Changes to twi.h in Arduino Code
//uncommented the following
#define ATMEGA8

//added the following
#ifndef CPU_FREQ
#define CPU_FREQ 16000000L

#ifndef TWI_FREQ
#define TWI_FREQ 100000L

Now copy the updated code below which was modified from WiichuckDemo.zip found at todbot.com. The file was renamed from .pde to .ino because the file type for Arduino code changed since the todbot.com code was published. All the calls to Wire.send were changed to Wire.write. All the calls to Wire.receive were changed to Wire.read. These are required because of additional changes introduced in Arduino 1.0.

The following code will get data from the nunchuck and print it to the terminal. After downloading this code to the Arduino, open the Serial Monitor under the Tools directory. By moving the nunchuck and joystick you'll observe the maximum and minimum values for each sensor.

Updated Arduino Nunchuck Code
Arduino and nunchuck
Arduino Source Code File
Web page view for printing

Stage Four - Integrating it all together

The robot is controlled by a Wii nunchuck using the joystick. A red LED warns of impending collision. The large Z button on the controller sounds a horn. Eight AA batteries provide power.

Arduino controlled toy car
completed picture of project

On the joystick left and right steer, while forward and back control drive motor speed and direction. The red LED in the on/off switch blinks every two seconds if nothing is detected within two feet of the robot. At two feet the blink rate increases to once every second. At one foot the rate increases to twice every second. At six inches this goes to ten times every second. The left picture below shows the four wires from the ultrasonic ranging sensor are routed through the empty engine compartment. With some minimal plastic removal the sensor fits into the front bumper in some existing slots for a toy attachment. The right picture shows the horn buzzer beneath the Uno and motor boards, and the mess of wires above.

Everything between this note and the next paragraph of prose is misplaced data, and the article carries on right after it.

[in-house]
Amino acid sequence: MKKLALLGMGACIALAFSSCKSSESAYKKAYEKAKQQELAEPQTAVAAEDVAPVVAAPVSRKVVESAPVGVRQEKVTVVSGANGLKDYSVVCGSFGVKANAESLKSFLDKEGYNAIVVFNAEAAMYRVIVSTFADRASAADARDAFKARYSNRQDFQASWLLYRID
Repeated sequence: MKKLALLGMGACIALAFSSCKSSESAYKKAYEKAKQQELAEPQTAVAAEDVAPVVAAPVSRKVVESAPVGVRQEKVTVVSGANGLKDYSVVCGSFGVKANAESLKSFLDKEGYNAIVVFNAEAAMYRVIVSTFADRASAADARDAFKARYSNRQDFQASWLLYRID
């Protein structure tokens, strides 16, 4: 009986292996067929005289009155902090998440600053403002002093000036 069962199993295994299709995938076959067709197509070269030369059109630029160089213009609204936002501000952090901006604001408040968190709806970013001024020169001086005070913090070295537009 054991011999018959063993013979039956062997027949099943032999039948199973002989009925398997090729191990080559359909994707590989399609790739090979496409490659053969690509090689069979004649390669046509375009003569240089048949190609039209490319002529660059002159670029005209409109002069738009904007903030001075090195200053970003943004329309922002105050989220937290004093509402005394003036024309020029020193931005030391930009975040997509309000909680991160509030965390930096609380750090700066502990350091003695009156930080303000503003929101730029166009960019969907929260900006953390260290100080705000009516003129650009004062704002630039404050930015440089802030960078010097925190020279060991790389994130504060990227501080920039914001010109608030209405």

Sensor and Interior Details
front ranging sensor crowded interior

The pins on the Arduino are being used as follows. It's important to think this out because some pins are dedicated for specific usage (such as TWI) while others may or may not have PWM capabilities.

Arduino Motor Shield Pinout
top view of boards
Arduino Motor Shield Pinout
IO Pin Description
0 RX Not connected. Reserved for TTL serial data.
1 TX Not connected. Reserved for TTL serial data.
2 Not Used. External interrupt pin. Available for expansion.
3~ Channel A - Drive motor PWM. 0=stop, 255=max.
4 Ultrasonic ranging sensor trigger.
5~ Steering servo PWM. 90=straight. Connected to TinkerKit orange analog output header on motor shield.
6~ Not Used or connected. Internally connected to TinkerKit orange analog output on motor shield.
7 Ultrasonic ranging sensor echo.
8 Not Used. Channel B brake.
9~ Channel A Drive motor brake. 0=free spin, 1=brake.
10~ Connected to + of Red LED in on/off switch.
11~ Not Used. Channel B PWM.
12 Channel A Drive motor direction. 1=forward, 0=backward.
13 Not Used. Channel B direction. Yellow LED on Uno board.
GND Connected to ground of Red LED in on/off switch (-).
AREF Not Used.
SDA Not Used.
SCL Not Used.
A5 Connect to 'c' pin on Wiichuck. Used for clock - SCL.
A4 Connect to 'd' pin on Wiichuck. Used for data - SDA.